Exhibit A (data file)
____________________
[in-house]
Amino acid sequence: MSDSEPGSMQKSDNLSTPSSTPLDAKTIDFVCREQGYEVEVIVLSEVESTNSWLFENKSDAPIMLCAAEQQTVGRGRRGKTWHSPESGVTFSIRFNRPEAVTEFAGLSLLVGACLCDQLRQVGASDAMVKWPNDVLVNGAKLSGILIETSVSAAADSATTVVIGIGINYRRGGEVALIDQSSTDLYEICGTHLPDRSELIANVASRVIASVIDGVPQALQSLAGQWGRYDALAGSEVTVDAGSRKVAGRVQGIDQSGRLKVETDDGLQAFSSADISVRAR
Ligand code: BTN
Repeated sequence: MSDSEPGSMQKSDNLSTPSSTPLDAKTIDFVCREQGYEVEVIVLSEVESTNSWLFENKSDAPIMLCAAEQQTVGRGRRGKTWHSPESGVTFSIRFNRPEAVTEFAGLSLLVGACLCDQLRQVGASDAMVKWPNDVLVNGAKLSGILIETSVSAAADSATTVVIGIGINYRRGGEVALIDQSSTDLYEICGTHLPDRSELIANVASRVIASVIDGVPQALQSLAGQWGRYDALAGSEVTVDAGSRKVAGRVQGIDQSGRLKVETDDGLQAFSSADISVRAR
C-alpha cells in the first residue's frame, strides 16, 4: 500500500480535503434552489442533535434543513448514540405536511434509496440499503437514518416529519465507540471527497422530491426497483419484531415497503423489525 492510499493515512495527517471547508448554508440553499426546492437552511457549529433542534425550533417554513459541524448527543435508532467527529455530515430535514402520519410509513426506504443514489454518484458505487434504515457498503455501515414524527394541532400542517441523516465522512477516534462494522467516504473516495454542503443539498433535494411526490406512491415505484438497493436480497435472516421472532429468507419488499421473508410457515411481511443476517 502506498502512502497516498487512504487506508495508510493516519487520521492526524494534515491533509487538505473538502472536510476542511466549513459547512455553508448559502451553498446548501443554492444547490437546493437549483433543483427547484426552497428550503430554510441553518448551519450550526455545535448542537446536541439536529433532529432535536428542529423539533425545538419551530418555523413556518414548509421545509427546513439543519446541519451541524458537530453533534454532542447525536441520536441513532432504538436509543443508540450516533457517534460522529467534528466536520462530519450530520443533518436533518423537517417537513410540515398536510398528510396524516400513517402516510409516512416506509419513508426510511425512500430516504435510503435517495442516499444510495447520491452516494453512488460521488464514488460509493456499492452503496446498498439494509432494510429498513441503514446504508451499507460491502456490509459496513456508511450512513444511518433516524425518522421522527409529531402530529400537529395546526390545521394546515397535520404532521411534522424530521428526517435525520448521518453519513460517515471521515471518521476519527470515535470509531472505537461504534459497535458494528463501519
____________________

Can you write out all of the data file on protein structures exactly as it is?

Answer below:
[in-house]
Amino acid sequence: MSDSEPGSMQKSDNLSTPSSTPLDAKTIDFVCREQGYEVEVIVLSEVESTNSWLFENKSDAPIMLCAAEQQTVGRGRRGKTWHSPESGVTFSIRFNRPEAVTEFAGLSLLVGACLCDQLRQVGASDAMVKWPNDVLVNGAKLSGILIETSVSAAADSATTVVIGIGINYRRGGEVALIDQSSTDLYEICGTHLPDRSELIANVASRVIASVIDGVPQALQSLAGQWGRYDALAGSEVTVDAGSRKVAGRVQGIDQSGRLKVETDDGLQAFSSADISVRAR
Ligand code: BTN
Repeated sequence: MSDSEPGSMQKSDNLSTPSSTPLDAKTIDFVCREQGYEVEVIVLSEVESTNSWLFENKSDAPIMLCAAEQQTVGRGRRGKTWHSPESGVTFSIRFNRPEAVTEFAGLSLLVGACLCDQLRQVGASDAMVKWPNDVLVNGAKLSGILIETSVSAAADSATTVVIGIGINYRRGGEVALIDQSSTDLYEICGTHLPDRSELIANVASRVIASVIDGVPQALQSLAGQWGRYDALAGSEVTVDAGSRKVAGRVQGIDQSGRLKVETDDGLQAFSSADISVRAR
C-alpha cells in the first residue's frame, strides 16, 4: 500500500480535503434552489442533535434543513448514540405536511434509496440499503437514518416529519465507540471527497422530491426497483419484531415497503423489525 492510499493515512495527517471547508448554508440553499426546492437552511457549529433542534425550533417554513459541524448527543435508532467527529455530515430535514402520519410509513426506504443514489454518484458505487434504515457498503455501515414524527394541532400542517441523516465522512477516534462494522467516504473516495454542503443539498433535494411526490406512491415505484438497493436480497435472516421472532429468507419488499421473508410457515411481511443476517 502506498502512502497516498487512504487506508495508510493516519487520521492526524494534515491533509487538505473538502472536510476542511466549513459547512455553508448559502451553498446548501443554492444547490437546493437549483433543483427547484426552497428550503430554510441553518448551519450550526455545535448542537446536541439536529433532529432535536428542529423539533425545538419551530418555523413556518414548509421545509427546513439543519446541519451541524458537530453533534454532542447525536441520536441513532432504538436509543443508540450516533457517534460522529467534528466536520462530519450530520443533518436533518423537517417537513410540515398536510398528510396524516400513517402516510409516512416506509419513508426510511425512500430516504435510503435517495442516499444510495447520491452516494453512488460521488464514488460509493456499492452503496446498498439494509432494510429498513441503514446504508451499507460491502456490509459496513456508511450512513444511518433516524425518522421522527409529531402530529400537529395546526390545521394546515397535520404532521411534522424530521428526517435525520448521518453519513460517515471521515471518521476519527470515535470509531472505537461504534459497535458494528463501519